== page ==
Urban runoff source partitioning using isotopic analysis of nitrate and sulfate [Oral Presentation]

Jon Hathaway (Co-Presenter/Co-Author)
University of Tennessee, hathaway@utk.edu;

Ania Szynkiewicz (Co-Presenter/Co-Author)
University of Tennessee, aszynkie@utk.edu;

Victoria Rexhausen (Primary Presenter/Author)
University of Tennessee, vrexhaus@vols.utk.edu;

Abstract: Determining the source of stormwater runoff (and thus the associated source of pollutants), is a critical need in urban hydrology to optimize siting of stormwater controls and improve water quality monitoring. This study employs stable isotope analysis to attempt to identify environmental tracers for stormwater partitioning. Three monitoring sites on a unique urban watershed with forested headwaters in the city of Knoxville, TN allowed collection of flow-paced stream samples during the course of various storm events in all four seasons. Water samples were also collected throughout the watershed during dry weather to evaluate a baseflow control. This study builds upon known isotopic environmental tracers by investigating the application of this technique to urban runoff endmembers, such as roadway, rooftop, and grass runoff sources. The results are essential to understanding impervious surface connectivity and how that effects nutrient sources and transport during storm events.

Changes in Phosphate Concentrations in Green Roof Runoff at West Creek Reservation [Poster Presentation]

Talia Pope (Primary Presenter/Author,Co-Presenter/Co-Author)
Kent State University, tpope8@kent.edu;

Lauren Kinsman-Costello (Co-Presenter/Co-Author)
Kent State University, lkinsman@kent.edu;

Anne Jefferson (Co-Presenter/Co-Author)
Kent State University, ajeffer9@kent.edu;

Laura Sugano (Co-Presenter/Co-Author)
Kent State University, lsugano@kent.edu;

Marie Stofan (Co-Presenter/Co-Author)
Kent State University, mstofan1@kent.edu;

Hayley Buzulencia (Co-Presenter/Co-Author)
Kent State University, hbuzulen@kent.edu;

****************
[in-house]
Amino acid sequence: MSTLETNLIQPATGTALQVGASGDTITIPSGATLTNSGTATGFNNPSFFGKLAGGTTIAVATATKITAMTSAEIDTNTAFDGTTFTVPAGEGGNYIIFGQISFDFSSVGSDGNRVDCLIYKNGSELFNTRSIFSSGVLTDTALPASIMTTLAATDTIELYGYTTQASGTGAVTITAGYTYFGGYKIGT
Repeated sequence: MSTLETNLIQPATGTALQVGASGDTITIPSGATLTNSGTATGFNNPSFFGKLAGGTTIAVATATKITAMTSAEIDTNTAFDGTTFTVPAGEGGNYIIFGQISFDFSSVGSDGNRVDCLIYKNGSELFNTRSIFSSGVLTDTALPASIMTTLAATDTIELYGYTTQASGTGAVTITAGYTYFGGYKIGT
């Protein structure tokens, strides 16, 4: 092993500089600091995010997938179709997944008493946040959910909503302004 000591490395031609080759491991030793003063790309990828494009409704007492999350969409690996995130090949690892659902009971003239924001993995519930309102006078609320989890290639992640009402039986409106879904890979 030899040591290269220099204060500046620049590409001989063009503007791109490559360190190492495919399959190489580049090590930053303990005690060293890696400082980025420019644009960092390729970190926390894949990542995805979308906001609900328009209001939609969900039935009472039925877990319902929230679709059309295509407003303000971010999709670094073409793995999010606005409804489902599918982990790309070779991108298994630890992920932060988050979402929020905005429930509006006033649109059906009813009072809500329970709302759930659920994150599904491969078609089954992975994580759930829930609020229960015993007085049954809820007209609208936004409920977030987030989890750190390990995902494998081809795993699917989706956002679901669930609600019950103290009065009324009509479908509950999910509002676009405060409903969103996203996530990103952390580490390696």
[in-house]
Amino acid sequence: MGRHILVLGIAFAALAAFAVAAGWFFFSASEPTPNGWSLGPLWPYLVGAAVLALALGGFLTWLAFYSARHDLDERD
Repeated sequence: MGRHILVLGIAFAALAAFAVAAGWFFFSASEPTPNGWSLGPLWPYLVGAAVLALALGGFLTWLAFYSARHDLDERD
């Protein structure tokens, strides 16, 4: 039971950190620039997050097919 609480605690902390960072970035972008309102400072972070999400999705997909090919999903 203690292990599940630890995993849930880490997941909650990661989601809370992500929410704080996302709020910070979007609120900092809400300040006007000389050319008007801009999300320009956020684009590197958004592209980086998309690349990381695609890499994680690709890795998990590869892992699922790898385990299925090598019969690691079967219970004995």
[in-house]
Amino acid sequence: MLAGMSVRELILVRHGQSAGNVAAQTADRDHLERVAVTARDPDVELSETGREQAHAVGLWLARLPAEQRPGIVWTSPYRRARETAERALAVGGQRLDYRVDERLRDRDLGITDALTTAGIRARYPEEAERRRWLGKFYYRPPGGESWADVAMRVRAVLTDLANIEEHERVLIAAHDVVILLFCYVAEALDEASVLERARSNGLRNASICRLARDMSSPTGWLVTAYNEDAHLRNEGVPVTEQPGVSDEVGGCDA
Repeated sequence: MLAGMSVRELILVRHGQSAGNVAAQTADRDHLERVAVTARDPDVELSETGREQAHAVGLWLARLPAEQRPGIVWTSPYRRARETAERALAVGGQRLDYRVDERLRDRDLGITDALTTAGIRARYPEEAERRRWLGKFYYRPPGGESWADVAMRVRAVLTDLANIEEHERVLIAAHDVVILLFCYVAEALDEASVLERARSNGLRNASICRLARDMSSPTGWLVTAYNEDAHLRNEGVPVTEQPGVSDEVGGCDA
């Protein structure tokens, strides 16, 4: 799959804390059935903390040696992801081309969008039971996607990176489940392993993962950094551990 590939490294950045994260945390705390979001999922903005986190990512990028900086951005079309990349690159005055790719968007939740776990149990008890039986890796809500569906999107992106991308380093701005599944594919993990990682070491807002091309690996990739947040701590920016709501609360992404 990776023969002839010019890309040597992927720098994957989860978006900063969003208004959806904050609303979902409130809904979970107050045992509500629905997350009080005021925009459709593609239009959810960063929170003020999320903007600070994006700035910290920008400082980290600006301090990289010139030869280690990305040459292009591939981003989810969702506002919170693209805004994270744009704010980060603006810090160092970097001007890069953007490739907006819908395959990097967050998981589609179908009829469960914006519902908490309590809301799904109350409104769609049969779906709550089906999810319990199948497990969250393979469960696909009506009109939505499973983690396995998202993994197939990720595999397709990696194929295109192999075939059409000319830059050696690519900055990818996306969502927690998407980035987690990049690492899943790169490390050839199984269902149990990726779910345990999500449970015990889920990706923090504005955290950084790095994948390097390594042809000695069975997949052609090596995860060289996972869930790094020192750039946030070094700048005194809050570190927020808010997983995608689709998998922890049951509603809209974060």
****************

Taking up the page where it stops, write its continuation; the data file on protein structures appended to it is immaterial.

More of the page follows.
Abstract: Green roofs are an effective solution for mitigating stormwater in concrete-heavy urban areas because of their ability to retain water. However, green roofs are sources of nutrients, especially phosphorus. We investigated how a green roof changes phosphate concentrations. On the roof, rainwater was sampled from a collection bucket and runoff was sampled from the downspout when there was a flow or from the collection pool if the flow had stopped. Phosphate concentrations were measured by ion chromatography. There was virtually no phosphate detected in the sampled rainwater (2 out of 53 samples were below the detection limit of 0.01ppm, concentrations ranged from 0.004 to 0.087 ppm). Phosphate concentrations were much higher in runoff (mean 2.132ppm +/- 1.385ppm, N=99). However, over 3 years there appeared to be an overall decrease in phosphate concentrations in response to altered maintenance. The studied green roof is a commonly used product and suggests that green roofs are often a net source of P. Future research should evaluate the water quality impacts of green roofs along with hydrologic and other ecosystem services.

LAND USE EFFECTS ON ANNUAL STREAM METABOLISM IN KANSAS [Poster Presentation]

Kari Snelding (Primary Presenter/Author)
University of Kansas, ksnelding4@gmail.com;

Kynser Wahwahsuck (Co-Presenter/Co-Author)
University of Kansas, kwahwah11@gmail.com;

Amy Burgin (Co-Presenter/Co-Author)
University of Kansas, burginam@ku.edu;

Abstract: Synthesis of daily metabolism measurements from different streams and rivers have revealed a great deal of temporal variation in gross primary production (GPP) and ecosystem respiration (ER). However, attempts to relate variation in GPP and ER to land use remains limited. Land use may be an important control on ecosystem metabolism because nutrients often limit the amount of biological activity in ecosystems. Thus, we ask: How does land use and associated differences in nutrient inputs affect stream metabolism? We examine the effect of land use using high-frequency sensors placed in six streams. Three streams draining predominantly grassland (>80%) and three streams draining cropland (>80%) watersheds. Sensors were installed in March and removed in December, allowing us to examine annual seasonal dynamics in addition to land use effects. We predict that in cropland draining watersheds there will be higher GPP and ER than grassland watersheds. Understanding the connections between land use and stream metabolism may help us better manage aquatic resources.

NUTRIENT LIMITATION OF BENTHIC ALGAE VARIES WITH PROXIMATE LAND USE IN A RESTORED TALLGRASS PRAIRIE STREAM [Poster Presentation]

David Manning (Co-Presenter/Co-Author)